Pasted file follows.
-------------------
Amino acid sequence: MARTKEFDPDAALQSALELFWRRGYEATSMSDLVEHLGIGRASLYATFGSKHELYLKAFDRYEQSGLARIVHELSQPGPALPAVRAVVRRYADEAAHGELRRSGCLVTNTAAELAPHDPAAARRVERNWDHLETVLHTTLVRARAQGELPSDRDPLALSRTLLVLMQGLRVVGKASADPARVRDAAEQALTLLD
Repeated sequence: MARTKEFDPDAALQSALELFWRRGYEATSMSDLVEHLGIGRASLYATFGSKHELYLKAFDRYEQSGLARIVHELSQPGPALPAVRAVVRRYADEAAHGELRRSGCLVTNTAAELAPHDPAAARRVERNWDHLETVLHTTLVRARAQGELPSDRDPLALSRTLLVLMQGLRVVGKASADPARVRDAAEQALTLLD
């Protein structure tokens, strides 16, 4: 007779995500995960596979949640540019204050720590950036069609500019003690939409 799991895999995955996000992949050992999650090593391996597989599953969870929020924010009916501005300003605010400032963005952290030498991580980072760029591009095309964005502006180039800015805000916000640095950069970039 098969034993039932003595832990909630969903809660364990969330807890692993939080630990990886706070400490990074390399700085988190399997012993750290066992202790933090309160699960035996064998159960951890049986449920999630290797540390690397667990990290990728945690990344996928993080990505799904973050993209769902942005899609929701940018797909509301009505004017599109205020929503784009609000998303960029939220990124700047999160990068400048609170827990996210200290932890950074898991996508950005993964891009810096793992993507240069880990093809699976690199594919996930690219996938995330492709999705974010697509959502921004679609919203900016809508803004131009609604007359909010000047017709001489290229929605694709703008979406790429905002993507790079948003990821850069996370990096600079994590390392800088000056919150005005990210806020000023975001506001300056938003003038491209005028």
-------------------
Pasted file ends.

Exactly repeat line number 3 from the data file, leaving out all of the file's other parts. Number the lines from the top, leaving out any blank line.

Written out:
């Protein structure tokens, strides 16, 4: 007779995500995960596979949640540019204050720590950036069609500019003690939409 799991895999995955996000992949050992999650090593391996597989599953969870929020924010009916501005300003605010400032963005952290030498991580980072760029591009095309964005502006180039800015805000916000640095950069970039 098969034993039932003595832990909630969903809660364990969330807890692993939080630990990886706070400490990074390399700085988190399997012993750290066992202790933090309160699960035996064998159960951890049986449920999630290797540390690397667990990290990728945690990344996928993080990505799904973050993209769902942005899609929701940018797909509301009505004017599109205020929503784009609000998303960029939220990124700047999160990068400048609170827990996210200290932890950074898991996508950005993964891009810096793992993507240069880990093809699976690199594919996930690219996938995330492709999705974010697509959502921004679609919203900016809508803004131009609604007359909010000047017709001489290229929605694709703008979406790429905002993507790079948003990821850069996370990096600079994590390392800088000056919150005005990210806020000023975001506001300056938003003038491209005028």